Mortgage Rate Trend Index
Will mortgage rates rise or remain relatively unchanged? Experts and Bankrate analysts provide their insights.
This week (Dec. 17 - Dec. 23) the experts say: There's no consensus, as voters are almost evenly split. This week, a plurality of the panelists believe mortgage rates will remain relatively unchanged (plus or minus 2 basis points) over the next 35 to 45 days. About one-quarter think rates will fall, and the rest believe rates will rise.
Industry experts and Bankrate commentary
Pressure is building at the long end of the yield curve. Concern over future inflation, the exploding budget deficit, and a rebounding economy are helping drive long-term rates higher.
Mike Larson, interest rate and real estate analyst, MoneyandMarkets.com, Jupiter, Fla.
The stochastic techs are bearish (lower prices, higher yields) and PPI was well above consensus. Higher rates until Santa comes.
Dick Lepre, senior loan officer, Residential Pacific Mortgage - SF, San Francisco
Home shoppers and refinancers have vanished. The mortgage market has hit the end of the year wall as consumers are thinking about the holidays. Look for rates to drop again after the first of the year in order to kick start the stalled market.
Jeff Lazerson, president, Mortgage Grader, Laguna Niguel, Calif.
Until we get closer to March and the Fed doesn't blink on stopping their MBS purchases, rates will fluctuate but not go anywhere substantial, barring any bizarre economic numbers, of course.
Tom Vanderwell, StraightTalkAboutMortgages.com, Fifth Third Bank, Grand Rapids, Mich.
Mortgage rates have climbed about 0.25 percent since their recent lows on Nov. 30. I believe that this rise in interest rates is being caused by the market's perception of economic data. "Better than expected" is a term we seem to be hearing a lot lately, but better than expected is not necessarily good economic news. The recent rise in mortgage rates reminds me of this past summer when better than expected corporate profits caused the stock market to rally and interest rates to rise. Just like then, a robust recovery will fail to materialize because of high unemployment and a weak consumer causing mortgage rates to come back down. I have one caveat to my prediction. The Fed is scheduled to stop supporting low mortgage rates (by buying mortgage-backed securities) at the end of March and the withdrawal of this support could cause rates to rise early next year.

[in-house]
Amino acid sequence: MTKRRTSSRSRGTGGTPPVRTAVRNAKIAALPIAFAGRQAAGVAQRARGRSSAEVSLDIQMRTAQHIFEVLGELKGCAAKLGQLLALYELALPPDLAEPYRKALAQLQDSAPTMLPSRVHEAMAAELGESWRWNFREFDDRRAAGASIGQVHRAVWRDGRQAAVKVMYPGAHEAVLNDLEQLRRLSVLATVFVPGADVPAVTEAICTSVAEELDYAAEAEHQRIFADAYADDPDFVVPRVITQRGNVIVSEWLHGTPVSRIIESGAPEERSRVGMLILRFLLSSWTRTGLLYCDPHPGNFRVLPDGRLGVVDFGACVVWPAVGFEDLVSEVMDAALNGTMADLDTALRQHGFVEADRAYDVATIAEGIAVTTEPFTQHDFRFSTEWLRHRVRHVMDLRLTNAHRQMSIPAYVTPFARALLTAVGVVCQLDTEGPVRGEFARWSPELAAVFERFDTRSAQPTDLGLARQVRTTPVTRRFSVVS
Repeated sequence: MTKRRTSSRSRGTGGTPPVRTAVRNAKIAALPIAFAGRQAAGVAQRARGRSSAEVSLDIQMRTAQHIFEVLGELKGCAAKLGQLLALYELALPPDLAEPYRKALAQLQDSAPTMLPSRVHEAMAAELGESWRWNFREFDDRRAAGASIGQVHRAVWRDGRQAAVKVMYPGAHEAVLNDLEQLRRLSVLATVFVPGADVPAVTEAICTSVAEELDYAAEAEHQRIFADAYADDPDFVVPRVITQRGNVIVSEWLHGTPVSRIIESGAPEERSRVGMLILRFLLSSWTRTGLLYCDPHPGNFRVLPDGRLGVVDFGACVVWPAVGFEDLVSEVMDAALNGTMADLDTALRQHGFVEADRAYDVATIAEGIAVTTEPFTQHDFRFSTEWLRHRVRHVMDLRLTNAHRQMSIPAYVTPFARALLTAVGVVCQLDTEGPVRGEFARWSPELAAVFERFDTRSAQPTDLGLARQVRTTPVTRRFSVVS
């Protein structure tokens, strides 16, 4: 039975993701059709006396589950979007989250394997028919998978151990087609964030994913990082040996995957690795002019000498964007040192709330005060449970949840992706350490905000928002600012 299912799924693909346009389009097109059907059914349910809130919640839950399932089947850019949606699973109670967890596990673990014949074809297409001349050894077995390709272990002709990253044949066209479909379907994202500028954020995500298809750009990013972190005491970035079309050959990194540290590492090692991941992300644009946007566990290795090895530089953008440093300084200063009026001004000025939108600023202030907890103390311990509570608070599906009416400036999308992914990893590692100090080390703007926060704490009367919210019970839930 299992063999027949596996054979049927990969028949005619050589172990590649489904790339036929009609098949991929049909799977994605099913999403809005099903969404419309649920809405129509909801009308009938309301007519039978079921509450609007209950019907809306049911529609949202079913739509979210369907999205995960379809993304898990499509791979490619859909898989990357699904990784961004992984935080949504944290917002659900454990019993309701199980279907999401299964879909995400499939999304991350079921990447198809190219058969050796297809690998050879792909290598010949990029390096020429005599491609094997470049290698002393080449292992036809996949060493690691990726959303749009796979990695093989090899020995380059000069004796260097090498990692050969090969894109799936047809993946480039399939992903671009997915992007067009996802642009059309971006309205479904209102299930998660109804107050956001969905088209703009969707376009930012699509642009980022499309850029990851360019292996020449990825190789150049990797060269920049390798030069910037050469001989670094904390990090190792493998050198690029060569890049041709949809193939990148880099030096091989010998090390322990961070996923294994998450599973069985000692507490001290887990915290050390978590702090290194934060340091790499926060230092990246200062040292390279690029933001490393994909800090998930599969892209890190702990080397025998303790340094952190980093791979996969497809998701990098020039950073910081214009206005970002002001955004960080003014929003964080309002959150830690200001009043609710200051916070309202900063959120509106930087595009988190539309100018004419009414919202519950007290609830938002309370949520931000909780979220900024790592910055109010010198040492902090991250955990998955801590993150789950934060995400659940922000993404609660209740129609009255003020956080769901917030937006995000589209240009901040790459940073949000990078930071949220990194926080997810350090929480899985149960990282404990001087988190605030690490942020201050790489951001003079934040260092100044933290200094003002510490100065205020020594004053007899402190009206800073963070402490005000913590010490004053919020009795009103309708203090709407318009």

Michael Becker, mortgage consultant, Green Pastures Mortgage & Finance, Lutherville, Md.
I think rates will decrease slightly. In the short term, MBS seem slightly oversold and I believe rates should improve from current levels as the market stabilizes from the sell-off that occurred earlier in the week.
Mortgage rates have trended up over the course of the week as stronger economic data put pressure on fixed income securities. Although those numbers in conjunction with more robust nonfarm payrolls data paint the picture of an improving economy, challenging headwinds still persist and Fed policy of keeping federal funds low for the foreseeable future should remain intact.
John Walsh, president, Total Mortgage Services, Milford, Conn.
We saw rates drift up about 0.25 percent over the last week due to some inflation concerns. Those concerns have been temporarily alleviated with reassurances from the Fed that they will continue to hold rates down. Rates are poised to increase, though, in the slightly longer term as the Fed discontinues it purchases of mortgage-backed securities, which have been keeping interest rates artificially low. As property values in many parts of the country begin to stabilize, now is the perfect time to purchase a new home. Waiting for further price reductions in the face of increasing interest rates is not a good strategy.
David Kuiper, mortgage planner, First Place Bank, Holland, Mich.
The Fed just bought the mortgage markets another 30 days of low rates.
Dan Green, Mobium Mortgage, author of TheMortgageReports.com, Cincinnati
Rates are up off their lows from early in the month. While I think we will see some volatility over the next six weeks, we will more or less remain range bound before resuming an upward climb in rates through the quarter and year. The best rates you'll see in the next twelve months are now.
Jim Sahnger, Mortgage Consultant, Palm Beach Financial Network, Stuart, Fla.
The Fed will be reeling in the lines of liquidity in 2010 but are in no hurry to raise short-term interest rates. This should keep a lid on mortgage rates for a few weeks.
Greg McBride, senior financial analyst, Bankrate.com
I expect rates to rise in 2010. But not in the next 45 days.
Holden Lewis, senior reporter, Bankrate.com
About the Bankrate.com Rate Trend Index
Bankrate.com surveys experts in the banking and mortgage fields to see if they believe certificate of deposit and mortgage rates will rise, fall or remain relatively unchanged. For the deposit index, the panel comprises banks, thrifts and credit unions that directly offer FDIC-insured certificates of deposit to the end consumer. For the mortgage index, the panel comprises mortgage bankers, mortgage brokers and other industry experts who provide residential first mortgages to consumers. Results from Bankrate.com's CD Rate Trend Index will be released monthly. Results from Bankrate.com's Mortgage Rate Trend Index will be released each Thursday.